Posts Tagged ‘booklists’
Continuing from the previous installment, here are literary gifts for preschoolers, kids just starting school, and other children not quite reading yet. All of the books on this list should be in stock in most bookstores, so they should work for last minutes gifts.
Books That Should Be In Stock
Not a Box, Not a Stick by Antionette Portis
In this pair of awesomely entertaining books, a bunny pretends that a box is not a box but a race car! a volcano! a robot! and that a stick is not a stick but a spear! a fishing rod! a sword! The covers help make the books extra special; Not a Box has the look and texture of cardboard, Not a Stick the feel of wood.
Don’t Let the Pigeon Drive the Bus, Don’t Let the Pigeon Stay up Late, The Pigeon Finds a Hot Dog, The Duckling Wants a Cookie?!, Don’t Let the Pigeon Run This App! by Mo Willems
When the bus driver steps out for a while, he asks readers (and listeners) to watch the bus for him – and to not let the Pigeon drive the bus! Giving little ones a chance to tell someone else “NO!” for a change, as the Pigeon tries all the typical arguments (“I’ll bet your mom would let me”) to try to convince them otherwise. Willems illustrations are full of energy and personality, but remain still simple enough for children to imitate.
Don’t Let the Pigeon Stay up Late follows the same formula, while The Pigeon Finds a Hot Dog and The Duckling Wants a Cookie?! do not but remain quite charming.
The spin-off app is brilliant as well. More than just an electronic version of the story, the app also allows children to fill in the blanks (Mad Libs style) and record their own version of the story, and gives them a chance to learn how to draw the pigeon, step by step, right on their tablet.
Press Here by Herve Tullet
This interactive story asks children to press, shake, and turn pages to make the dots multiple, move, and transform.
Blackout by John Rocco
When a blackout means that no one in the city can watch tv, play video games, or use the internet, a family rediscover the joys of spending time outside with each other and friends. Told in a comic book-like format, the beautiful and very readable sequential art helps prepare children for the process of reading – much like Snowy Day does, only in a more sophisticated way.
Planting a Rainbow, Eating the Alphabet by Lois Ehlert
This pair of brilliant concept books uses bright colors, rhyming text, and shaped pages to capture and keep little ones’ attention.
A young child explores all the wonders of freshly fallen snow. A lovely book with engaging pictures that are clear and sequential enough that children can use them to “read” the story on their own when adults and older siblings are busy.
Lime green, forest green, faded green, sea green…all kinds of greens! A bit more sophisticated than most color books meant for very young children, Vaccaro Seeger rich illustrations and clever cut-outs will delight older preschoolers and younger elementary age children.
Bold black and white backgrounds are joined by brightly colored train cars in a simple and classic story.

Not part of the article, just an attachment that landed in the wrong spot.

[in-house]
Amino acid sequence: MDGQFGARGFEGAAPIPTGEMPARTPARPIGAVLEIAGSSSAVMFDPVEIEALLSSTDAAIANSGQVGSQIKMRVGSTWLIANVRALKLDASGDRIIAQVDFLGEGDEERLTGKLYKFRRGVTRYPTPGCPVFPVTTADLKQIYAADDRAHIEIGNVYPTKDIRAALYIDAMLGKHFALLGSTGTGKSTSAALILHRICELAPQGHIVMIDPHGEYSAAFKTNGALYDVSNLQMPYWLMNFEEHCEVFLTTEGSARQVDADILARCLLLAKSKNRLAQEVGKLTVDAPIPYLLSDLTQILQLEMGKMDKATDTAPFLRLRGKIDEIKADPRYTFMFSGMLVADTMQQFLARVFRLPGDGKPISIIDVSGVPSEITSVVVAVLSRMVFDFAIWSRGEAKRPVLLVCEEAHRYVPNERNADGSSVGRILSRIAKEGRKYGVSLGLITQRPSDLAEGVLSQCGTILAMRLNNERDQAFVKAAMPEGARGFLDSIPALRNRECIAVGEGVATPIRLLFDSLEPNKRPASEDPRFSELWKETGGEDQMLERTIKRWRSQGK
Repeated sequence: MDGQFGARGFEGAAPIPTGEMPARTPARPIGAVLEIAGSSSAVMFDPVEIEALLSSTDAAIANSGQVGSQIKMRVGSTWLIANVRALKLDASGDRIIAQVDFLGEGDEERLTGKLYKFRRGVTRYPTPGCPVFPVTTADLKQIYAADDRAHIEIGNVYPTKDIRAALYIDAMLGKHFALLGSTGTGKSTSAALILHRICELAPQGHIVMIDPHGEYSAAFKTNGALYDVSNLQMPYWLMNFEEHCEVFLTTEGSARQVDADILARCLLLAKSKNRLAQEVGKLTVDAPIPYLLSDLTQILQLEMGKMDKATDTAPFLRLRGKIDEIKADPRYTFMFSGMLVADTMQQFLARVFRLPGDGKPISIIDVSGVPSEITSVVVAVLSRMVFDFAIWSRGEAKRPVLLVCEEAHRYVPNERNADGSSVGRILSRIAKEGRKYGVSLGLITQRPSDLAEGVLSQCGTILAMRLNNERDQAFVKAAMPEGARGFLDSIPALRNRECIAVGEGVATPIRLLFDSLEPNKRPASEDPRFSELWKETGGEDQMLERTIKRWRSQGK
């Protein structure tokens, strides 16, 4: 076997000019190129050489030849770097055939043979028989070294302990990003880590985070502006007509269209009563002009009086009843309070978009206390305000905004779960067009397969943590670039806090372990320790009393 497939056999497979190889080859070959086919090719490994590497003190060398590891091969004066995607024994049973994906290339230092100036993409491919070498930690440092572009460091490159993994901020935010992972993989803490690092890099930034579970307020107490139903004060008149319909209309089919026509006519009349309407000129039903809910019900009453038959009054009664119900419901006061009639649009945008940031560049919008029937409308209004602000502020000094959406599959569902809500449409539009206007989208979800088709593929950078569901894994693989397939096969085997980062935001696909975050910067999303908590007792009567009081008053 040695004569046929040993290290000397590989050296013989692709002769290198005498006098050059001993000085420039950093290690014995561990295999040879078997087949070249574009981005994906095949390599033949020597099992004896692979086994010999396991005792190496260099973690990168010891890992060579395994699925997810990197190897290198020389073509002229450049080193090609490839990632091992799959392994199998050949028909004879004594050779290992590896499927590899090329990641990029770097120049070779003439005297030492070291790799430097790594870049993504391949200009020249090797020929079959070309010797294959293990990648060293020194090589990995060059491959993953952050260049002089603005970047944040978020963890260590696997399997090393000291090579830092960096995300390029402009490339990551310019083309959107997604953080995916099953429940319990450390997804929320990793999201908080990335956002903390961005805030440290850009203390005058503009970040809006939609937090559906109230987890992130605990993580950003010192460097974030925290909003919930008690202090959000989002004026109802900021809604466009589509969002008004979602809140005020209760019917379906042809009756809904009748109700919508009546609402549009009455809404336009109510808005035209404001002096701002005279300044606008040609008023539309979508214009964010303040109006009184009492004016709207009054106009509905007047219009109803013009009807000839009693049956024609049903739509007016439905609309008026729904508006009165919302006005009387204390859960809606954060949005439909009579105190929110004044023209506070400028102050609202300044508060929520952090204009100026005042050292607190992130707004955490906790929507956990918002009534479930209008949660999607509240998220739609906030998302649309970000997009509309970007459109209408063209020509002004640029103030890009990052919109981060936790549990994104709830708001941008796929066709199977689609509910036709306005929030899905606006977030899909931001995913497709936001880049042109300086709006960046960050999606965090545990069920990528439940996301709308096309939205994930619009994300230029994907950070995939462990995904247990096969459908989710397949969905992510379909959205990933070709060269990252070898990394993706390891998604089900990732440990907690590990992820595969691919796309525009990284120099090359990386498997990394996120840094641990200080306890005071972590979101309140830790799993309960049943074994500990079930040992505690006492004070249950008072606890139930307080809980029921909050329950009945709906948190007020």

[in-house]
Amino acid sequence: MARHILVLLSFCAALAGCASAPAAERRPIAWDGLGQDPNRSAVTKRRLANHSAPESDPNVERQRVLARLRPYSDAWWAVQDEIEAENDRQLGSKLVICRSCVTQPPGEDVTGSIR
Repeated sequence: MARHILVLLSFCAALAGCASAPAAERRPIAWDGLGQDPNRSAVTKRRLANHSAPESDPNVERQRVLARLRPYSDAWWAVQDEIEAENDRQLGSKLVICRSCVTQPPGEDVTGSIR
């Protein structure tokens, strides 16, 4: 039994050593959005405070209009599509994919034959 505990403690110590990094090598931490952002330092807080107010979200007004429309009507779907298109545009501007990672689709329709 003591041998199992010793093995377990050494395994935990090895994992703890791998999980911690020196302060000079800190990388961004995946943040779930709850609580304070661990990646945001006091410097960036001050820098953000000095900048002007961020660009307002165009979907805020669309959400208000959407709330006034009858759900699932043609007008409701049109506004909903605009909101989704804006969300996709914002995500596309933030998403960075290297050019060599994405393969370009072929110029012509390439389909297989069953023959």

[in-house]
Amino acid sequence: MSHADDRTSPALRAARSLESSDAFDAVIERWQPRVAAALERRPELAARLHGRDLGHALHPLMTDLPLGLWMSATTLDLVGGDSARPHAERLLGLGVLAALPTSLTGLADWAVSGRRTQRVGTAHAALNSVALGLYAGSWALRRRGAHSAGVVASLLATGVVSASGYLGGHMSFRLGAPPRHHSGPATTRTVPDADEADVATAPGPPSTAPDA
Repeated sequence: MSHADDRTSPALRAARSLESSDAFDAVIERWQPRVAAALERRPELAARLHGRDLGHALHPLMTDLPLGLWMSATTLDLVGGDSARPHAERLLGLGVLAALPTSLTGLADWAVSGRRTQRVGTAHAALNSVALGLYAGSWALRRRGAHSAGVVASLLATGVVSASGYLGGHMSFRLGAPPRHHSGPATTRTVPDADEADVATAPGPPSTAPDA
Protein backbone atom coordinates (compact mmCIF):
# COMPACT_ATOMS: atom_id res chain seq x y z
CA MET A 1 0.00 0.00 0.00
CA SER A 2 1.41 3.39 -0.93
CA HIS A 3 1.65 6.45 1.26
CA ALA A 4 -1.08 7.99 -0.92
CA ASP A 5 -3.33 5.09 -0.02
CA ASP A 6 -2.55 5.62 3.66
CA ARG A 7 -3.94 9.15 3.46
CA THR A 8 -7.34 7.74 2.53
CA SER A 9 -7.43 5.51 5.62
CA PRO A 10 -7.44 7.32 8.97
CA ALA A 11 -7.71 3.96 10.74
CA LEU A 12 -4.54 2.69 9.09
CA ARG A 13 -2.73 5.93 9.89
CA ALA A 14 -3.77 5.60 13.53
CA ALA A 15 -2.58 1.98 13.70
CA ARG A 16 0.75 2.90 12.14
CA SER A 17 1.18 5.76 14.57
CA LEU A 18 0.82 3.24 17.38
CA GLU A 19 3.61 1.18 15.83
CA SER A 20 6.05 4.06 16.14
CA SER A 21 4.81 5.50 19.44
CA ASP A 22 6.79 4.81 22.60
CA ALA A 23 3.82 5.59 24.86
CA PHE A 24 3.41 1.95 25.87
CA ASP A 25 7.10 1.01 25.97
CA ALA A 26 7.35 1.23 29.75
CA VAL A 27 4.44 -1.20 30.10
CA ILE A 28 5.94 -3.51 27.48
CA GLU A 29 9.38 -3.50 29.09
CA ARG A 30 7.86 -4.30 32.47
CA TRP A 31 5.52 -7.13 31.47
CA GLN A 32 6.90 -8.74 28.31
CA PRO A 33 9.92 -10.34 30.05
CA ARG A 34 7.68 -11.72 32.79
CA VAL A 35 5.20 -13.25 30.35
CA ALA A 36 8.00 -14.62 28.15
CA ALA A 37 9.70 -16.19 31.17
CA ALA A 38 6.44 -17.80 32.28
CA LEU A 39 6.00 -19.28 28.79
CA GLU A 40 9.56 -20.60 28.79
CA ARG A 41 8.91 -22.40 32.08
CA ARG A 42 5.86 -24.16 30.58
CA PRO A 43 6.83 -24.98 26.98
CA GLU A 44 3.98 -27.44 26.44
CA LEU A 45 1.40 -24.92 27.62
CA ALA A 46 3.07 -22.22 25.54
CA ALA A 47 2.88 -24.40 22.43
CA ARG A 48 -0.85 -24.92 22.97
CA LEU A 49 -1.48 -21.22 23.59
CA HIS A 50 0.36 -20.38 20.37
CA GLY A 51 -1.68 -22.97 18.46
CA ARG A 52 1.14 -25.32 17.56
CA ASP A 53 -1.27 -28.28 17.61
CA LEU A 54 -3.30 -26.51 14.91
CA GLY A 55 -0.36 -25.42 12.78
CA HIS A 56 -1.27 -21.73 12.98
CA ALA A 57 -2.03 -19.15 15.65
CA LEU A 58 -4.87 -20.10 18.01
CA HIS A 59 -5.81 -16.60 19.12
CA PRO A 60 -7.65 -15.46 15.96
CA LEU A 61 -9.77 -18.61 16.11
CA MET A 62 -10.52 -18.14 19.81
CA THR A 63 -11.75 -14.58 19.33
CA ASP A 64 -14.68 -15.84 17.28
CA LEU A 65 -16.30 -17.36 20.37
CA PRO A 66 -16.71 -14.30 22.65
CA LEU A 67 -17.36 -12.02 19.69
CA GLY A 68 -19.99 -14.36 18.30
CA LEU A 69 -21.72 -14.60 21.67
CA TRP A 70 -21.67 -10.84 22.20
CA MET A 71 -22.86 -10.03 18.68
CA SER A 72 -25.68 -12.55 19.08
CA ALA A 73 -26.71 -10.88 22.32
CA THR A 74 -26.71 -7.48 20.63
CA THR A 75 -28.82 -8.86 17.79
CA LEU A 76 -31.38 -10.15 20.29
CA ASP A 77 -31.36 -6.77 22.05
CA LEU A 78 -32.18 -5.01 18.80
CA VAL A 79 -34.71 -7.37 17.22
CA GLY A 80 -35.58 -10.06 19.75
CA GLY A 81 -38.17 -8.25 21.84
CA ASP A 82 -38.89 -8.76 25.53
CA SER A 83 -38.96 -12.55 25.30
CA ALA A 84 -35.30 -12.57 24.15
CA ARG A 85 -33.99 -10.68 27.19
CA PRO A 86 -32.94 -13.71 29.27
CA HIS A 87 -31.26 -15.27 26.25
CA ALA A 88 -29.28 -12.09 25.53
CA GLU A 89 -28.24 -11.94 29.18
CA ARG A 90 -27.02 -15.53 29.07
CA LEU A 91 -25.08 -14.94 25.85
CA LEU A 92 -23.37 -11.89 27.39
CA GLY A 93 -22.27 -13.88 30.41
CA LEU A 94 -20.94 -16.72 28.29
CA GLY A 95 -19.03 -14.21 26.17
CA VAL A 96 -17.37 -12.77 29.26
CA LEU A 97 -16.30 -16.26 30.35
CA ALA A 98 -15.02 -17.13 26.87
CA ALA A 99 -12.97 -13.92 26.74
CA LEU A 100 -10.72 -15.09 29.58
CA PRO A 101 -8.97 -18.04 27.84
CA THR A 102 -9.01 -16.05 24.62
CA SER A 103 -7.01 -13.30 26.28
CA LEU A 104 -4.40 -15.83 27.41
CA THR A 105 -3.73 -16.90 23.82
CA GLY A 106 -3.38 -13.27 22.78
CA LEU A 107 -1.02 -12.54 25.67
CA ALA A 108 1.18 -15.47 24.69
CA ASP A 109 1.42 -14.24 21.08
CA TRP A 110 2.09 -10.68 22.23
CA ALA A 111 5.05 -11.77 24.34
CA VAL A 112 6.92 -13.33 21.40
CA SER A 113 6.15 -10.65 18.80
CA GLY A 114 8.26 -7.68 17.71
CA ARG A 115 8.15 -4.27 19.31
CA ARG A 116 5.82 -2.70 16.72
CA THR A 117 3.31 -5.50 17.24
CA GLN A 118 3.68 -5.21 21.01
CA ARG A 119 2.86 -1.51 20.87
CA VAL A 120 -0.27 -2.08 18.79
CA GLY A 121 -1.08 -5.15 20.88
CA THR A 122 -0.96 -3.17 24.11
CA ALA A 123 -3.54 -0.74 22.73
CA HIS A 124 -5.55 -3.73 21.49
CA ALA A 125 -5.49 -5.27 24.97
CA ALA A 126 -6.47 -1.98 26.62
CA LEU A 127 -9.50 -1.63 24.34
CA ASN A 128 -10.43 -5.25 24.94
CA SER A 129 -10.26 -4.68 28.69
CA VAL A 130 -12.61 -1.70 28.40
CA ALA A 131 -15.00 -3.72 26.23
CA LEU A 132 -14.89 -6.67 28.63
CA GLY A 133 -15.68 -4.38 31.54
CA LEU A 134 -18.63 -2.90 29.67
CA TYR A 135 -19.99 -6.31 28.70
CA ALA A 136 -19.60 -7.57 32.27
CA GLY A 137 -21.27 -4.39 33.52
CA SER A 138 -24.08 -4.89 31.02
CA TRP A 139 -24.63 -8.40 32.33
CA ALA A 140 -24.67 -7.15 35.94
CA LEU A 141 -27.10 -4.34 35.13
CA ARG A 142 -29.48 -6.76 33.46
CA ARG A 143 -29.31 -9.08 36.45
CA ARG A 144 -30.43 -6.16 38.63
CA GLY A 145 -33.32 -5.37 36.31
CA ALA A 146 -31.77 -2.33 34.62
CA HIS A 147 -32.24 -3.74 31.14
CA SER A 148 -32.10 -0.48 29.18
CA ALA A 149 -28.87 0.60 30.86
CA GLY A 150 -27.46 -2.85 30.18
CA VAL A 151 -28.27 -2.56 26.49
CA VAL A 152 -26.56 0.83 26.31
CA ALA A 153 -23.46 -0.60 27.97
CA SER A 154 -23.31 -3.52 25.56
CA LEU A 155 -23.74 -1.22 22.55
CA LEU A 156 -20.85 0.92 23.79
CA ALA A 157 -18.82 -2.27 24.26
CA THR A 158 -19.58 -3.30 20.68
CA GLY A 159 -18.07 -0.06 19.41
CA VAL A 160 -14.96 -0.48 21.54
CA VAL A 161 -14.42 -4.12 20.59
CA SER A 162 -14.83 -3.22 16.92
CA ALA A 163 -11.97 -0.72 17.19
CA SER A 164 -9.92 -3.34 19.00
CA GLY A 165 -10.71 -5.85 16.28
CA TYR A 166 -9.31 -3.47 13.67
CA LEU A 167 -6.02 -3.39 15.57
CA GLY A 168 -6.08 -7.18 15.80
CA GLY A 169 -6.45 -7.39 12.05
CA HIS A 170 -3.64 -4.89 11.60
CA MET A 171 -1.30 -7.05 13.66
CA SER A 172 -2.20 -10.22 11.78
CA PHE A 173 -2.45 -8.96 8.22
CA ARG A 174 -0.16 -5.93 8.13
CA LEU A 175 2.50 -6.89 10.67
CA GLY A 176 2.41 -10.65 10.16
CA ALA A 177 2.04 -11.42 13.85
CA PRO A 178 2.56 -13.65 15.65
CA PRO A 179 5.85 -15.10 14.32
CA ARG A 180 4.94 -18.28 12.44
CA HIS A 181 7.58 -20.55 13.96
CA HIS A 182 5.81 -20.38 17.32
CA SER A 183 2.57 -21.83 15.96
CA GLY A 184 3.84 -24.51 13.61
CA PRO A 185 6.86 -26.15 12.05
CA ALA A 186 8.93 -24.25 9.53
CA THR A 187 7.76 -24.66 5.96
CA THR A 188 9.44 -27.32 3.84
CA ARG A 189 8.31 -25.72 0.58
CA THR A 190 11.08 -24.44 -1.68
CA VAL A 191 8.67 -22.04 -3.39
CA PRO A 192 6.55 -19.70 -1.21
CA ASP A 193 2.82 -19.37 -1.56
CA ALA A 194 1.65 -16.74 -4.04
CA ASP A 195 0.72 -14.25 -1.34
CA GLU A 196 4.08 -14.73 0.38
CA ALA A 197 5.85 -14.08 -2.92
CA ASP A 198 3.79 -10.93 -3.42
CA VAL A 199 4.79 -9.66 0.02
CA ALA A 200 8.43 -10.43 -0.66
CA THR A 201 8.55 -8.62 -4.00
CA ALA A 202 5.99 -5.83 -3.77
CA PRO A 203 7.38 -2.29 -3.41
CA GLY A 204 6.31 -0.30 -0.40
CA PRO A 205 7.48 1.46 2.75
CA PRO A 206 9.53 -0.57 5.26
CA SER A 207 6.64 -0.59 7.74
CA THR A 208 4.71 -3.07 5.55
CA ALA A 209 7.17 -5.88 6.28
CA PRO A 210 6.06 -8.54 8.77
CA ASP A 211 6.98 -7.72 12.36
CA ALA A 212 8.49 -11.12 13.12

Do I really need to explain this choice? I didn’t think so.
Giftmas is creeping ever closer!
Which means it’s time for another “literary gifts” booklist. Today’s booklist is for pre-readers. As in: kids that are no longer toddlers, but are not yet reading aloud themselves.
As before, I’ve divided the main list into books that you have to order and books that you can probably walk into a bookstore and buy off the shelf. If you choose from the first group of books, you are less likely to duplicate someone else gift, or give a child a book they already have. But the books in the second group can be bought at the last minute. Probably.
However, partway through typing all this up I realized that this list was getting way too long for one post, so this time I’ve broken the list up into several parts.
Today, you get:
Books You Will Probably Need to Order:
National Geographic has some amazing picture books for children, and this is my absolute favorite. Lyrical in a way that non-fiction picture books rarely are, filled with breathtaking photographs, and expertly designed, The World is Waiting for You encourages to children to explore and treasure the world around them.
It’s also not the kind of book most kids would pick up for themselves, yet it is the kind of book that becomes a cherished favorite over time, making it a perfect gift book.
Kitten’s First Full Moon, Old Bear, A Good Day, Little White Rabbit, My Garden by Kevin Henkes
Henkes initially made his name with some great picture books meant for elementary age children, but I absolutely adore these newer, more preschool friendly books. In case you haven’t noticed, I’m a sucker for illustrations with high contrast, gorgeous colors, and thick lines. All four of these books also have great stories for younger children – ones that engage their imagination and encourage them to predict what will happen next.
Wave, The Zoo, Shadow by Suzy Lee
Suzy Lee’s wordless picture books are incredibly beautiful and clever. Her wonderful use of color and contrast keeps the illustrations readable while allowing her to include the kinds of details that reward repeated viewings.
Hondo and Fabian by Peter McCarty
While not a wordless picture book, the illustrations are readable, informative, and expressive enough to work as one. McCarty also has a very gentle and distinctive style as an illustrator, making his books both intriguing and memorable.
Bark, George! by Jules Feiffer
This story never fails to make any crowd I read it to giggle and laugh hysterically.
Dinosaur vs. Bedtime! by Bob Shea
Particularly good for younger preschoolers, children will love roaring along with Dinosaur, and parents will love the fact that Dinosaur “wins” by getting everyone to roar with him. I mostly love how silly and cute the books are.
Dogs, Orange Pear Apple Bear, Blue Chameleon, The Odd Egg by Emily Gravett
Gravett’s books are clever (Orange Pear Apple Bear works as an “Eats, Shoots and Leaves” for kinders) and the illustrations are elegant, even when the subject matter is comedic.